‘Is she not dead?’ man asks in Akron shooting AKRON, Ohio — A man suspected of calmly walking into a hospital’s intensive care unit and shooting his wife in the head in what may have been a mercy killing appeared perplexed at the attempted murder charge against him when he stood before a judge Tuesday, asking whether his wife was indeed dead. Hours later, a medical examiner issued a report ruling the woman’s death from the gunshot wound a homicide, clearing the way for prosecutors to consider more serious charges. John Wise, 66, with a white beard down to his

chest, appeared before an Akron Municipal Court judge via video from jail on an aggravated attempted murder charge. His bond was set at $1 million. The judge delayed his formal arraignment until Wednesday to give Wise time to get an attorney. Wise, who lived with his wife in Massillon, is charged with shooting his wife of 45 years at her bedside in the ICU unit of Akron General Medical Center on Saturday. She died the next morning. Wise was apparently confused about the attempted murder charge Tuesday, asking, “Is she not dead?” Visiting Judge Marvin Shapiro didn’t answer his question but said he would soon have an attorney who could. “We’re going to get you an attorney who will be able to answer all of your questions for you, sir,” Shapiro told him. Wise surrendered to hospital security after the shooting and has cooperated with investigators. Police said Barbara Wise had been in critical condition in the ICU for several days, but details of her illness haven’t been made public.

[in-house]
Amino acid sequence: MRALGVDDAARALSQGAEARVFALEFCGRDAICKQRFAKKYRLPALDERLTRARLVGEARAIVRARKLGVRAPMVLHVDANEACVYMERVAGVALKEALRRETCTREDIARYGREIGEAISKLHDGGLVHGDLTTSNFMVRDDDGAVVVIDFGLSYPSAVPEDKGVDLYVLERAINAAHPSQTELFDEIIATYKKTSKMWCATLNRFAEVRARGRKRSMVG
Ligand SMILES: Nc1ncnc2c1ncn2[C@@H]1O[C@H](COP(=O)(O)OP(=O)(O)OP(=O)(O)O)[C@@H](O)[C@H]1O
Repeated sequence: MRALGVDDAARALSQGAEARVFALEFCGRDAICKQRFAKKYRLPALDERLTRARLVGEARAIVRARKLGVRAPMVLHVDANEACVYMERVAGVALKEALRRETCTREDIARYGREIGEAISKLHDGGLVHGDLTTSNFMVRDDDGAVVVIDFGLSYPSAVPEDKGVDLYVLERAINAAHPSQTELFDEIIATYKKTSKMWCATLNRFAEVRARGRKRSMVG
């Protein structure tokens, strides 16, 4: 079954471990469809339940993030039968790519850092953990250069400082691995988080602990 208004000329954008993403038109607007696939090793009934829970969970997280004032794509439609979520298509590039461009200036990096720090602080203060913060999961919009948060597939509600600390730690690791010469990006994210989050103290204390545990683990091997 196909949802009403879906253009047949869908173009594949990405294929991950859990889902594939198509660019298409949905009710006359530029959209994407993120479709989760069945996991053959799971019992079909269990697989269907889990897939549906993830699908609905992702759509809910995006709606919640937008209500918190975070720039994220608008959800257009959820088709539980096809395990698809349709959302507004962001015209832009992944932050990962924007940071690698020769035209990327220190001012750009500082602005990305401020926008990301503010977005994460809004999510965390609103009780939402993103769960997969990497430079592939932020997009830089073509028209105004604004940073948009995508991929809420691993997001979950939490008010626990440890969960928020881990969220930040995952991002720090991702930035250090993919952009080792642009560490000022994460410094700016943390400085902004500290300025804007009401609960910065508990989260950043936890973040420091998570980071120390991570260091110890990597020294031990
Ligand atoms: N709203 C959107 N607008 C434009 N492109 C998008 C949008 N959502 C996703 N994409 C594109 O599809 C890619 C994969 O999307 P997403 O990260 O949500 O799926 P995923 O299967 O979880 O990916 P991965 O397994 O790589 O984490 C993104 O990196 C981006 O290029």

19 killed at Nigeria church Bible study ABUJA, Nigeria — Three men entered a central Nigerian church just before Bible study began, but instead of joining the worship service they opened fire, killing at least 19 people in an attack that shows that violence is spreading in the divided nation. Witnesses and the military described a chaotic, blood-soaked scene at the Deeper Life church in Otite, a quiet neighborhood on the outskirts of the city of Okene, 155 miles southwest of Nigeria’s capital, IJE9AI CKJK7BÃ<KD:I 9EHFEH7J;Ã8ED:I JH;7IKHOÃI;9KH?J?;I =EL;HDC;DJÂIFEDIEH;: 7=;D9OÃI;9KH?J?;I